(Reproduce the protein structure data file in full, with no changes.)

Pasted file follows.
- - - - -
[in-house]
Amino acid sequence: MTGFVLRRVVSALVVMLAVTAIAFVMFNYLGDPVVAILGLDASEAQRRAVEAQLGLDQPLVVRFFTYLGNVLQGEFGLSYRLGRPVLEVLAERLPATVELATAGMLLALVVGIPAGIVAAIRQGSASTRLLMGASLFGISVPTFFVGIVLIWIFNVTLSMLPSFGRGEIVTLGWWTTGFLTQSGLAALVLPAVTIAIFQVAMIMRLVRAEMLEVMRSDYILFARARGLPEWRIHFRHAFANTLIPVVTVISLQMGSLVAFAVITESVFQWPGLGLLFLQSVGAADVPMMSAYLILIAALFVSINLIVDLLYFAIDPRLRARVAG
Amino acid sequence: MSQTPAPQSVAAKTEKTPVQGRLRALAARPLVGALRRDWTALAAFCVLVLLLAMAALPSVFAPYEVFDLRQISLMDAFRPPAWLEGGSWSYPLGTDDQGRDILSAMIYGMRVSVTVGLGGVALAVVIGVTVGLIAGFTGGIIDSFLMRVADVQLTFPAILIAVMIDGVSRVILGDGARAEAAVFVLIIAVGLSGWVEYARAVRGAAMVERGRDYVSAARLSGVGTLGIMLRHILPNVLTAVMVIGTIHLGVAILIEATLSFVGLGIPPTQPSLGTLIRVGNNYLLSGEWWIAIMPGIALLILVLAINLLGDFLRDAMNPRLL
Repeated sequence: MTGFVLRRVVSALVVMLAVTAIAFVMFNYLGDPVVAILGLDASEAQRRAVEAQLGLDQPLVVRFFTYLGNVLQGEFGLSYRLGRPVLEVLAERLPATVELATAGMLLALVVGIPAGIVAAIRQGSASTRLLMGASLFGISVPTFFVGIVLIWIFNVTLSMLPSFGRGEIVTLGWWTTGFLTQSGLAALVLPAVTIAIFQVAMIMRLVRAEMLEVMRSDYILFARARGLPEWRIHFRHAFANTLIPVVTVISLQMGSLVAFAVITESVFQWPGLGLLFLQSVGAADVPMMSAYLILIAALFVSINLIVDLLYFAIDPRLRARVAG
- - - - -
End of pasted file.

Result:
[in-house]
Amino acid sequence: MTGFVLRRVVSALVVMLAVTAIAFVMFNYLGDPVVAILGLDASEAQRRAVEAQLGLDQPLVVRFFTYLGNVLQGEFGLSYRLGRPVLEVLAERLPATVELATAGMLLALVVGIPAGIVAAIRQGSASTRLLMGASLFGISVPTFFVGIVLIWIFNVTLSMLPSFGRGEIVTLGWWTTGFLTQSGLAALVLPAVTIAIFQVAMIMRLVRAEMLEVMRSDYILFARARGLPEWRIHFRHAFANTLIPVVTVISLQMGSLVAFAVITESVFQWPGLGLLFLQSVGAADVPMMSAYLILIAALFVSINLIVDLLYFAIDPRLRARVAG
Amino acid sequence: MSQTPAPQSVAAKTEKTPVQGRLRALAARPLVGALRRDWTALAAFCVLVLLLAMAALPSVFAPYEVFDLRQISLMDAFRPPAWLEGGSWSYPLGTDDQGRDILSAMIYGMRVSVTVGLGGVALAVVIGVTVGLIAGFTGGIIDSFLMRVADVQLTFPAILIAVMIDGVSRVILGDGARAEAAVFVLIIAVGLSGWVEYARAVRGAAMVERGRDYVSAARLSGVGTLGIMLRHILPNVLTAVMVIGTIHLGVAILIEATLSFVGLGIPPTQPSLGTLIRVGNNYLLSGEWWIAIMPGIALLILVLAINLLGDFLRDAMNPRLL
Repeated sequence: MTGFVLRRVVSALVVMLAVTAIAFVMFNYLGDPVVAILGLDASEAQRRAVEAQLGLDQPLVVRFFTYLGNVLQGEFGLSYRLGRPVLEVLAERLPATVELATAGMLLALVVGIPAGIVAAIRQGSASTRLLMGASLFGISVPTFFVGIVLIWIFNVTLSMLPSFGRGEIVTLGWWTTGFLTQSGLAALVLPAVTIAIFQVAMIMRLVRAEMLEVMRSDYILFARARGLPEWRIHFRHAFANTLIPVVTVISLQMGSLVAFAVITESVFQWPGLGLLFLQSVGAADVPMMSAYLILIAALFVSINLIVDLLYFAIDPRLRARVAG